I guess support for ending the archaic DADT can’t get much higher than this, in which the Secretary of the Army, former Republican Senator John McHugh states he Army is ready for the repeal of DADT:
SANTA BARBARA, CA, October 26, 2009 – The Secretary of the Army, John McHugh, indicated this weekend that the Army is prepared to lift the ban on openly gay service if the Commander-in-Chief and the Congress decide to end the “don’t ask, don’t tell” policy, a prospect that has gathered steam in recent weeks. McHugh, formerly a Republican congressman from the conservative 23rd district of New York, is the highest official inside the Pentagon to express such support. He told the Army Times on Sunday that there was no reason to fear that major difficulties would result from lifting the ban, and that he would help implement the policy change when the time comes. “The Army has a big history of taking on similar issues,” he said, with “predictions of doom and gloom that did not play out.” He also suggested that repeal may come in phases, with early action involving, for example, allowing open gays to serve in some occupations and not others.
It’s good to see even the leader of the Army supporting the repeal, along with Gen. Colin Powell and over 100 retired Admirals and Generals. With historic hearings of the topic finally scheduled in Congress, and with widespread congressional and public support for the repeal of DADT, it’s time for action.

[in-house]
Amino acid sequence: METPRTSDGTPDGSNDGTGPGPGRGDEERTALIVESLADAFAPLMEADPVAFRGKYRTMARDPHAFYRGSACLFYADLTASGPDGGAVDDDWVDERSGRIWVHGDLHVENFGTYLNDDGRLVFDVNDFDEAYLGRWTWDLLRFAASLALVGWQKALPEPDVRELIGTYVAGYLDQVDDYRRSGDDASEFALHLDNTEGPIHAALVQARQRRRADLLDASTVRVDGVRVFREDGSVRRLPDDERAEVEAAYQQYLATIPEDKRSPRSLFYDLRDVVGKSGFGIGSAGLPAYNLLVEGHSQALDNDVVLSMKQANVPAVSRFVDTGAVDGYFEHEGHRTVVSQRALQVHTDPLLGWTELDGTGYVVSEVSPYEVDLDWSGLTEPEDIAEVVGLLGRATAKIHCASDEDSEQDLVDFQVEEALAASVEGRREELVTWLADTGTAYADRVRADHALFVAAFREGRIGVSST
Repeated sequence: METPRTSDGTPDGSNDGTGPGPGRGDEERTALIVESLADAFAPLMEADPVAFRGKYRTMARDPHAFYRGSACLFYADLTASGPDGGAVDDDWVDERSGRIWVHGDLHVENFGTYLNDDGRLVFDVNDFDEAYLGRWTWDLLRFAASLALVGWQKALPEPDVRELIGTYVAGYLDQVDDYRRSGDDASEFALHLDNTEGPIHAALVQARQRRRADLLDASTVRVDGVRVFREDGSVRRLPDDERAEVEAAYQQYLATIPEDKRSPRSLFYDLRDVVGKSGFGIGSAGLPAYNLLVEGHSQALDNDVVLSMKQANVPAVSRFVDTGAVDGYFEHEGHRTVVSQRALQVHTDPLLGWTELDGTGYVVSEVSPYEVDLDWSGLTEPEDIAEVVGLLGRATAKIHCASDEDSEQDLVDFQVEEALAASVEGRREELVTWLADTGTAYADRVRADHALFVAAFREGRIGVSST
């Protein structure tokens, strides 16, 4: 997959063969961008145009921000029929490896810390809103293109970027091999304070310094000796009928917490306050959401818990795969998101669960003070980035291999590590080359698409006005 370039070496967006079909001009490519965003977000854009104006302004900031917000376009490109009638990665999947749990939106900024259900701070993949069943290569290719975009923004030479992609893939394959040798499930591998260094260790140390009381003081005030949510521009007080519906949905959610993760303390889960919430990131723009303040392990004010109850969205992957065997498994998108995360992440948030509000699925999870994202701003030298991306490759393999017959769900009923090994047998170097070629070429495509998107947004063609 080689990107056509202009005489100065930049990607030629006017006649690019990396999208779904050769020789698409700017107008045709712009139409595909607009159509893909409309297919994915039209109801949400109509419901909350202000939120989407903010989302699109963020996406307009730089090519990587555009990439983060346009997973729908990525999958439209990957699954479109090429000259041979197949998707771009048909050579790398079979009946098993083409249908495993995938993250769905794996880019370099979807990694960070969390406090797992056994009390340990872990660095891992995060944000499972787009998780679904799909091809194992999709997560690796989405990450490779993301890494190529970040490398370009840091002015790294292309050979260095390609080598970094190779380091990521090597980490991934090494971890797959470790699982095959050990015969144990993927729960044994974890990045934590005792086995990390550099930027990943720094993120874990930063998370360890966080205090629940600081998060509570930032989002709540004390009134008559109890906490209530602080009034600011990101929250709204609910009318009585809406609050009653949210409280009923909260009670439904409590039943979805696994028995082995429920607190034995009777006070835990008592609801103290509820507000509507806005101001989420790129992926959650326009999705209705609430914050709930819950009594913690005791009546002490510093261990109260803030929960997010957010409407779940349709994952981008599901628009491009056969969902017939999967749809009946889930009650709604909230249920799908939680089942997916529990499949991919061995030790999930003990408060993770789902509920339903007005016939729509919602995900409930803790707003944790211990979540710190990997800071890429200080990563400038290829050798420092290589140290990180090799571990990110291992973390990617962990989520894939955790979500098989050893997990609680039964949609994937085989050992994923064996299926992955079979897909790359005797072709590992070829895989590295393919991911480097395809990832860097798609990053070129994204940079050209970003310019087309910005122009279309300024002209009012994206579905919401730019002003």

Senator Kristen Gillibrand, leader of the efforts in Congress along with Rep. Patrick Murphy, have secured over 180 co-sponsors of a bill to repeal DADT, including leaders of Congress. From Senator Gillibrand:
Since 1994, almost 13,000 gay servicemen and women have been discharged from the military based not on their performance but on their sexual orientation. In 2009 alone, we’ve had more than 400 of our brave men and women leave the military under Don’t Ask Don’t Tell. This is simply unacceptable. It is time to repeal this outdated and immoral policy once and for all and end the ban on gays and lesbians serving openly and honestly in our armed forces.
To that end, I’ve secured the commitment from Senator Carl Levin, Chair of the Armed Services Committee, to hold the first hearing on the policy since it began 16 years ago. Chairman Levin expects to hold the hearing soon and it’s my hope that it will be instrumental in demonstrating the level of support that exists for repeal not only throughout the country — where polls consistently indicate that solid majorities oppose the policy — but within the military itself.
Tomorrow, the President will sign the Hate Crimes Bill into law.
Unfortunately, the protections provided to gay victims of hate do not transfer to gays in the military as long as DADT exists.
Let’s hope that in the next few months we’ll see additional freedoms provided to our gay brothers and sisters in the military.